The estimated population for 2010 was approximately 222,000, an increase of about 11% since the 2000 census, well below the rapid population gains of the 1970s through the 1990s that ranged from 28%-33% each decade. The city anticipates steady and manageable future growth, which Fitch believes will mitigate potential capital and service pressures. Per capita income levels hover around national averages and slightly below those of the commonwealth, although the city's above average median household income is positively augmented by military pensions. The unemployment rate, at 4.8% as of December 2013, trends below the U.S. average and is on par with the state.
The city's taxable assessed value (TAV) has declined consecutively over the past four years by 7.9% overall. Management is projecting modest growth in 2014 and 2015. However, Dominion Power, the city's largest taxpayer, will be closing their coal powered plant in Chesapeake within the next few years. The plant represents about half of Dominion's total TAV of $705 million. Fitch notes that the city has the ability to adjust its property tax rate to temper the financial impact of future TAV declines. Rates are competitive compared to neighboring counties.
Property taxes produced approximately 56% of fiscal 2013 general fund revenue. Due to TAV declines, property tax revenues have decreased by 4.8% since 2009.
MODEST DEBT PROFILE
Debt levels are modest with overall debt equaling 1.6% of market value and $1,713 on a per capita basis. Amortization is rapid at 71% repaid within 10 years. Debt levels are expected to remain fairly low with only limited debt issuance anticipated over the next few years. Future capital needs appear moderate, and Fitch expects the tax-supported portion of the debt burden to remain manageable given the use of self-supporting enterprise debt and the city's ongoing commitment to cash-fund many of its capital needs.
The fiscal 2014-2018 $183.5 million capital improvement plan includes $57.1 million in tax-supported debt, $13 million of cash financing, and $30.5 million in fund balance use. The use of fund balance for capital needs is consistent with the city's policy of designating fund balance for future pay-as-you-go capital funding or for debt service payments for the general government and schools.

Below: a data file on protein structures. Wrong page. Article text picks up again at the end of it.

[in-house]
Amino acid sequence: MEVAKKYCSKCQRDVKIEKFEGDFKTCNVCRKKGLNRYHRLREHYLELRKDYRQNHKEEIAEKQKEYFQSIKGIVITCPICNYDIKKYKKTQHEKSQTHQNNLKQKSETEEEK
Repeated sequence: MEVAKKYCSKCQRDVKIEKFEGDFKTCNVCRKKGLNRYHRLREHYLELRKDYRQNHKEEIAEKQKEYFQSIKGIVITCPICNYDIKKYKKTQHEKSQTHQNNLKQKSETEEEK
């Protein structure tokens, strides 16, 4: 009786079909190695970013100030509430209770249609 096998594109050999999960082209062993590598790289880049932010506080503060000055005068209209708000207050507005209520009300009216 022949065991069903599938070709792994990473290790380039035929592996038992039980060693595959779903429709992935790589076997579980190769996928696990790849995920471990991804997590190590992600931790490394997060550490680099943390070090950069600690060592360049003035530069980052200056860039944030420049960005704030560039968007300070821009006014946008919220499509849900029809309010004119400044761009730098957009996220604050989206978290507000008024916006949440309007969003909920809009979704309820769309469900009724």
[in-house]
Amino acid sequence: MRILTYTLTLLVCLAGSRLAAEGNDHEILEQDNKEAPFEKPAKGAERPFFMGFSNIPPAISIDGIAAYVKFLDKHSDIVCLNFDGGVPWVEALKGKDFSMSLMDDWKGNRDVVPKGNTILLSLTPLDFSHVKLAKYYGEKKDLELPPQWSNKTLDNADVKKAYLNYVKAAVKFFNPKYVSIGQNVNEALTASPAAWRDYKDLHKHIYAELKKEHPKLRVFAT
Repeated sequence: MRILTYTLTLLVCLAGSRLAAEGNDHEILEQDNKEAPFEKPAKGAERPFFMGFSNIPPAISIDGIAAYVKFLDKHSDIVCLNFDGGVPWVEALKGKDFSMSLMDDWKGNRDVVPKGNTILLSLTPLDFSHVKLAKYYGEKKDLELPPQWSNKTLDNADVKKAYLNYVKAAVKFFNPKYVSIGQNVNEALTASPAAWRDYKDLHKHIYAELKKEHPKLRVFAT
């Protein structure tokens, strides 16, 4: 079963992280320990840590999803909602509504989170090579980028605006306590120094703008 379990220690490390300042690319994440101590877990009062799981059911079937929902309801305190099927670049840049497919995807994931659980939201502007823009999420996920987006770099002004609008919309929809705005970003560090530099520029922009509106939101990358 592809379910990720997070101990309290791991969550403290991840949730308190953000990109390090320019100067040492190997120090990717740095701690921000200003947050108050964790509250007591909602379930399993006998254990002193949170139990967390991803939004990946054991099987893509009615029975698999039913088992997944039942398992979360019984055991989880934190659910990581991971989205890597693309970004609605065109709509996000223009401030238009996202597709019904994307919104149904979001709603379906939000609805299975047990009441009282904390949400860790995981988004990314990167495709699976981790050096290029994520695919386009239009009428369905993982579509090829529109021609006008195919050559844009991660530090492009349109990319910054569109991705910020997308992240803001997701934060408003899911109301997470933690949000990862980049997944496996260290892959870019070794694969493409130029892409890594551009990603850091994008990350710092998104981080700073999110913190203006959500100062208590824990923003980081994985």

LIMITED OTHER LONG-TERM LIABILITIES
All city employees participate in the Virginia Retirement System (VRS), an agent and cost sharing multiple employer defined benefit pension plan administered by the Commonwealth. The city portion of the VRS is moderately-funded at 72%. The city's unfunded actuarial accrued liability (UAAL) as a percentage of market value is a low 0.85%.
OPEB liabilities are manageable. The city prudently contributed the full OPEB ARC in fiscal 2013 and the total unfunded liability is less than 1% of market value. Notably, the city has established a trust to prefund its OPEB liability, which Fitch views favorably. Carrying costs for debt service, pension and OPEB totaled a moderate 16.6% of governmental spending in fiscal 2013.
Additional information is available at 'www.fitchratings.com'.
In addition to the sources of information identified in Fitch's Tax-Supported Rating Criteria, this action was additionally informed by information from Creditscope, University Financial Associates, S&P/Case-Shiller Home Price Index, and IHS Global Insight.
Applicable Criteria and Related Research:
--'Tax-Supported Rating Criteria' (Aug. 14, 2012);
--'U.S. Local Government Tax-Supported Rating Criteria' (Aug. 14, 2012).
Applicable Criteria and Related Research:
Tax-Supported Rating Criteria
U.S. Local Government Tax-Supported Rating Criteria